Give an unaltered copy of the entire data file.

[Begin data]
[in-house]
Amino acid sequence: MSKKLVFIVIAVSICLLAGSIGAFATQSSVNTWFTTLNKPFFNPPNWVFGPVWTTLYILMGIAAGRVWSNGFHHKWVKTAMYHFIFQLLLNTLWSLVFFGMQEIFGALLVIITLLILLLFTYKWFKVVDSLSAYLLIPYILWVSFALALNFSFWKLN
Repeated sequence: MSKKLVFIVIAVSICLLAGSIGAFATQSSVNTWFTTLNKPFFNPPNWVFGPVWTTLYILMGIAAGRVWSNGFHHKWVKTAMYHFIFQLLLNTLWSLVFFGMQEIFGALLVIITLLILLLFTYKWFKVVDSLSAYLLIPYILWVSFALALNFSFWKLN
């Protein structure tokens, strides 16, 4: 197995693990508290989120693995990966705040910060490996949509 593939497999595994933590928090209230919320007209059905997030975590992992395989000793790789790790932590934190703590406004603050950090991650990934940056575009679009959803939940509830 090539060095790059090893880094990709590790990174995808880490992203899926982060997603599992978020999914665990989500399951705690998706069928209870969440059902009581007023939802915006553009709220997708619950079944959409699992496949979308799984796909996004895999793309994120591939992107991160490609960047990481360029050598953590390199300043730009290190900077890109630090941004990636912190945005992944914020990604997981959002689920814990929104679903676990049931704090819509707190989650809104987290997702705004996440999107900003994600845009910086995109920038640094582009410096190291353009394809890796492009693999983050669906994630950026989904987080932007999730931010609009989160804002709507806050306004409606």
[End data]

[in-house]
Amino acid sequence: MSKKLVFIVIAVSICLLAGSIGAFATQSSVNTWFTTLNKPFFNPPNWVFGPVWTTLYILMGIAAGRVWSNGFHHKWVKTAMYHFIFQLLLNTLWSLVFFGMQEIFGALLVIITLLILLLFTYKWFKVVDSLSAYLLIPYILWVSFALALNFSFWKLN
Repeated sequence: MSKKLVFIVIAVSICLLAGSIGAFATQSSVNTWFTTLNKPFFNPPNWVFGPVWTTLYILMGIAAGRVWSNGFHHKWVKTAMYHFIFQLLLNTLWSLVFFGMQEIFGALLVIITLLILLLFTYKWFKVVDSLSAYLLIPYILWVSFALALNFSFWKLN
């Protein structure tokens, strides 16, 4: 197995693990508290989120693995990966705040910060490996949509 593939497999595994933590928090209230919320007209059905997030975590992992395989000793790789790790932590934190703590406004603050950090991650990934940056575009679009959803939940509830 090539060095790059090893880094990709590790990174995808880490992203899926982060997603599992978020999914665990989500399951705690998706069928209870969440059902009581007023939802915006553009709220997708619950079944959409699992496949979308799984796909996004895999793309994120591939992107991160490609960047990481360029050598953590390199300043730009290190900077890109630090941004990636912190945005992944914020990604997981959002689920814990929104679903676990049931704090819509707190989650809104987290997702705004996440999107900003994600845009910086995109920038640094582009410096190291353009394809890796492009693999983050669906994630950026989904987080932007999730931010609009989160804002709507806050306004409606």